Every week the Editor-in-Chief selects the Article of the Week from the current issue of BJUI. The abstract is reproduced below and you can click on the button to read the full article, which is freely available to all readers for at least 30 days from the time of this post.
In addition to the article itself, there is an accompanying editorial written by a prominent member of the urological community. This blog is intended to provoke comment and discussion and we invite you to use the comment tools at the bottom of each post to join the conversation.
If you only have time to read one article this week, it should be this one.
Low free testosterone levels predict disease reclassification in men with prostate cancer undergoing active surveillance
Ignacio F. San Francisco, Pablo A. Rojas, William C. DeWolf* and Abraham Morgentaler*
Departamento de Urología, Facultad de Medicina, Pontificia Universidad Católica de Chile, Santiago, Chile and *Division of Urological Surgery, Beth Israel Deaconess Medical Center and Harvard Medical School, Boston, MA, USA
To determine whether total testosterone and free testosterone levels predict disease reclassification in a cohort of men with prostate cancer (PCa) on active surveillance (AS).
PATIENTS AND METHODS
Total testosterone and free testosterone concentrations were determined at the time the men began the AS protocol. Statistical analysis was performed using Student’s t-test and a chi-squared test to compare groups. Odds ratios (ORs) with 95% confidence intervals (CIs) were obtained using univariate logistic regression. Receiver–operator characteristic curves were generated to determine the investigated testosterone thresholds. Kaplan–Meier curves were used to estimate time to disease reclassification. A Cox proportional hazard regression model was used for multivariate analysis. You can learn about testosterone here and so much more for your health.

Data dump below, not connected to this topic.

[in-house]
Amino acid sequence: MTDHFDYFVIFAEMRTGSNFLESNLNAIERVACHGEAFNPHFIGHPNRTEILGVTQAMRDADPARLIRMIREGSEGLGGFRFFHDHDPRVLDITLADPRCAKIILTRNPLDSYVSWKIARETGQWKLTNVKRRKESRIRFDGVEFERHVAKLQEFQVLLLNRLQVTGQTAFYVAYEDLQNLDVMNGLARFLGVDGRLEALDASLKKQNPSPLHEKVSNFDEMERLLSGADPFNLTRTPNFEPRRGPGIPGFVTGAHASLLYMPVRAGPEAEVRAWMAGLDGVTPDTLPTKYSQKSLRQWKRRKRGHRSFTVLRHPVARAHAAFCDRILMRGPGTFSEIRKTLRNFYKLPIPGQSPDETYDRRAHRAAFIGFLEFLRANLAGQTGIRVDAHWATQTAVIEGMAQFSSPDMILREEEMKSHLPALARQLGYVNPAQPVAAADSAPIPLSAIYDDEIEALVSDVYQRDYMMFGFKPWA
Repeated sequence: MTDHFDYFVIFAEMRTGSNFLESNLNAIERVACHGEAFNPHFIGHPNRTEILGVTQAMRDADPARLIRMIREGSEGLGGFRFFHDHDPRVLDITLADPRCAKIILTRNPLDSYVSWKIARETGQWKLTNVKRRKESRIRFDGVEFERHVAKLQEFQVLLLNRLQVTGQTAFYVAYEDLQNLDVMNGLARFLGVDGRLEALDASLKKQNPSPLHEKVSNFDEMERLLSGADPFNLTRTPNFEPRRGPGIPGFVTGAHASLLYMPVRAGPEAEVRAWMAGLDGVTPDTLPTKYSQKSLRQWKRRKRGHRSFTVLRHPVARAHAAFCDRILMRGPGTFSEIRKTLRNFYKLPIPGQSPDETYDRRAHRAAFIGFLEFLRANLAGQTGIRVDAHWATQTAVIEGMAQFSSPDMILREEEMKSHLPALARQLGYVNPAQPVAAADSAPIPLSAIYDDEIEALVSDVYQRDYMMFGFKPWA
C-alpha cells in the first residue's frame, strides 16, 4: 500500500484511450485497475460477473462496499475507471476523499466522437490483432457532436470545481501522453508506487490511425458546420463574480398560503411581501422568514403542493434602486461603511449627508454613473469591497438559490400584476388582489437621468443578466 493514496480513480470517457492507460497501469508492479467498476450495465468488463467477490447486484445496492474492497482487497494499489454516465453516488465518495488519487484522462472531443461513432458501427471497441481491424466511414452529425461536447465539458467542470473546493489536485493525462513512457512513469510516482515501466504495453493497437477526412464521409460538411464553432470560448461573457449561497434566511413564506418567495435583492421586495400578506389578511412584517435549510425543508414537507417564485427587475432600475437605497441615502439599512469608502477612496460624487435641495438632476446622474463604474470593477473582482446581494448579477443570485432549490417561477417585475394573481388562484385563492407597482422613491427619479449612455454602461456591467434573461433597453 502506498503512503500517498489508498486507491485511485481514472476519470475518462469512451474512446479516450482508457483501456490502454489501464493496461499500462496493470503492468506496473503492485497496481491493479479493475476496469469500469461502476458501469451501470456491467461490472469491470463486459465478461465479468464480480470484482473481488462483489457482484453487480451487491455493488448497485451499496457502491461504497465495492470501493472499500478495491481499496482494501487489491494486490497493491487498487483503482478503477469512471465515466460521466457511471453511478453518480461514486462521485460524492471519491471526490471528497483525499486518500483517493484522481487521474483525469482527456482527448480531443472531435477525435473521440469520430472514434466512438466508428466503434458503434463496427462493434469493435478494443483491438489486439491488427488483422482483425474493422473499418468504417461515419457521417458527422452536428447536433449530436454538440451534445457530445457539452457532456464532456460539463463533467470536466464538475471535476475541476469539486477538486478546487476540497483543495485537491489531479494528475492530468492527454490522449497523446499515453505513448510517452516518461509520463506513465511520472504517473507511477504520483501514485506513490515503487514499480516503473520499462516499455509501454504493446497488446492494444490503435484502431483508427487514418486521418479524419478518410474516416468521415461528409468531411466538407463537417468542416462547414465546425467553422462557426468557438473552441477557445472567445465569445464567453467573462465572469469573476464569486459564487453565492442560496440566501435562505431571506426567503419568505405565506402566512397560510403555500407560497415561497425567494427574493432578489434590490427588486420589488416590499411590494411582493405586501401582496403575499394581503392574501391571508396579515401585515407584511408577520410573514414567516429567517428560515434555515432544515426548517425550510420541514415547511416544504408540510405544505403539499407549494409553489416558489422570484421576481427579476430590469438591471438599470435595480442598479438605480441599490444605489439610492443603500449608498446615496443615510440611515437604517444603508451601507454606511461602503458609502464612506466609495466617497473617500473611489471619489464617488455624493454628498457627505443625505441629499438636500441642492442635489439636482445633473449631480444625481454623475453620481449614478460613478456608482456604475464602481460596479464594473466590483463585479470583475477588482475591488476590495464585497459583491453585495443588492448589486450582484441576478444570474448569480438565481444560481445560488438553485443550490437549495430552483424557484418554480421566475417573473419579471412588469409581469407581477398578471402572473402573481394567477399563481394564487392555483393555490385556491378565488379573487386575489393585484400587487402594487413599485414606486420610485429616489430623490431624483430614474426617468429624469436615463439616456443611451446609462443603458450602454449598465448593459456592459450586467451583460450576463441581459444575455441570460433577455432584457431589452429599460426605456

A total of 154 men were included in the AS cohort, of whom 54 (35%) progressed to active treatment. Men who had disease reclassification had significantly lower free testosterone levels than those who were not reclassified (0.75 vs 1.02 ng/dL, P = 0.03). Men with free testosterone levels <0.45 ng/dL had a higher rate of disease reclassification than patients with free testosterone levels ≥0.45 (P = 0.032). Free testosterone levels <0.45 ng/dL were associated with a several-fold increase in the risk of disease reclassification (OR 4.3, 95% CI 1.25–14.73). Multivariate analysis showed that free testosterone and family history of PCa were independent predictors of disease reclassification.
Free testosterone levels were lower in men with PCa who had reclassification during AS. Men with moderately severe reductions in free testosterone level are at increased risk of disease reclassification.